Radiographic outcomes of adult spinal deformity correction: A critical analysis of variability and failures across deformity patterns
Study Design Multicenter, prospective, consecutive, surgical case series from the International Spine Study Group. Objectives To evaluate the effectiveness of surgical treatment in restoring spinopelvic (SP) alignment. Summary of Background Data Pain and disability in the setting of adult spinal deformity have been correlated with global coronal alignment (GCA), sagittal vertical axis (SVA), pelvic incidence/lumbar lordosis mismatch (PI-LL), and pelvic tilt (PT). One of the main goals of surgery for adult spinal deformity is to correct these parameters to restore harmonious SP alignment. Methods Inclusion criteria were operative patients (age greater than 18 years) with baseline (BL) and 1-year full-length X-rays. Thoracic and thoracolumbar Cobb angle and previous mentioned parameters were calculated. Each parameter at BL and 1 year was categorized as either pathological or normal. Pathologic limits were: Cobb greater than 30°, GCA greater than 40 mm, SVA greater than 40 mm, PI-LL greater than 10°, and PT greater than 20°. According to thresholds, corrected or worsened alignment groups of patients were identified and overall radiographic effectiveness of procedure was evaluated by combining the results from the coronal and sagittal planes. Results A total of 161 patients (age, 55 ± 15 years) were included. At BL, 80% of patients had a Cobb angle greater than 30°, 25% had a GCA greater than 40 mm, and 42% to 58% had a pathological sagittal parameter of PI-LL, SVA, and/or PT. Sagittal deformity was corrected in about 50% of cases for patients with pathological SVA or PI-LL, whereas PT was most commonly worsened (24%) and least often corrected (24%). Only 23% of patients experienced complete radiographic correction of the deformity. Conclusions The frequency of inadequate SP correction was high. Pelvic tilt was the parameter least likely to be well corrected. The high rate of SP alignment failure emphasizes the need for better preoperative planning and intraoperative imaging. © 2014 Scoliosis Research Society.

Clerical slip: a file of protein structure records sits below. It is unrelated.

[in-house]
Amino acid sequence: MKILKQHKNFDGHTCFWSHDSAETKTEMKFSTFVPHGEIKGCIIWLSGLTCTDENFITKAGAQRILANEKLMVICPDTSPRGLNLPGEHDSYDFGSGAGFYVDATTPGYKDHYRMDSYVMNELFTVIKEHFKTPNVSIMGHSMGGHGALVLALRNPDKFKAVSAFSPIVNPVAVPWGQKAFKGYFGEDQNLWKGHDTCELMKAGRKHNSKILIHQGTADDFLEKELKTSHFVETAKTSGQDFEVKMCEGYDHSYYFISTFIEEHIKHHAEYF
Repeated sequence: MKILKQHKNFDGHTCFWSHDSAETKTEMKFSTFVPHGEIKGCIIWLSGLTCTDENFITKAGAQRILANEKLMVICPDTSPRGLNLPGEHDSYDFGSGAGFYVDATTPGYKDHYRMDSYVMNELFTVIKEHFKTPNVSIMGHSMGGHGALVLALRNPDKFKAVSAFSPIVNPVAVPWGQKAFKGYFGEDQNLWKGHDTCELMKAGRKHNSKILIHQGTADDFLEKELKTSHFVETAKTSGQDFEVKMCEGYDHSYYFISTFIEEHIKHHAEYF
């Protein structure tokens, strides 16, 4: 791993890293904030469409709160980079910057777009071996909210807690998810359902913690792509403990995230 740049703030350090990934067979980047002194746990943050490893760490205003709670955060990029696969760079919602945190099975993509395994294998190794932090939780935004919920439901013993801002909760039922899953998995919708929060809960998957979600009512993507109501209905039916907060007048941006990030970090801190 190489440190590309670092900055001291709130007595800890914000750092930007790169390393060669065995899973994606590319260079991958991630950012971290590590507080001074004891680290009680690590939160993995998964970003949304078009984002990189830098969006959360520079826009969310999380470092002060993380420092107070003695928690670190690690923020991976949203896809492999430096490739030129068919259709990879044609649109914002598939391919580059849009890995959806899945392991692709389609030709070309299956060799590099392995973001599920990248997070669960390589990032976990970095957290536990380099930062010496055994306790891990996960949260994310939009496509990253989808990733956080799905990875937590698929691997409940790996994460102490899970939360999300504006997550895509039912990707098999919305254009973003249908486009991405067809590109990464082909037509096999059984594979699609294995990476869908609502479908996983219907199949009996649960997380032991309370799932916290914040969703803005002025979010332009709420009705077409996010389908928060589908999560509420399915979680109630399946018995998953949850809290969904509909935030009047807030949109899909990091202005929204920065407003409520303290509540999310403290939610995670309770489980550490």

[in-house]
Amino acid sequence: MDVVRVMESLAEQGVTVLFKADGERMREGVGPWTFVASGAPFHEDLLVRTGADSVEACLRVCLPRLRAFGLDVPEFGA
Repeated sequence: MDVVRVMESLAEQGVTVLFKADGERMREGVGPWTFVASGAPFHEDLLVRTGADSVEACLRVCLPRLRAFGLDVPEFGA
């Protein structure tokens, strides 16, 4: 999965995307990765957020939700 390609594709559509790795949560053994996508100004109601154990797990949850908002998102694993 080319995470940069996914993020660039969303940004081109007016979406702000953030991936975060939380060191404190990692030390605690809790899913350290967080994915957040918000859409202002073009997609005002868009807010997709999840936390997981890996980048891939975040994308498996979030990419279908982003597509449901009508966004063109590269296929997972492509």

Moal, B; Schwab, F; Ames, CP; Smith, JS; Ryan, D; Mummaneni, PV; Mundis, GM; Terran, JS; Klineberg, E; Hart, RA; Boachie-Adjei, O; Shaffrey, CI; Skalli, W; Lafage, V
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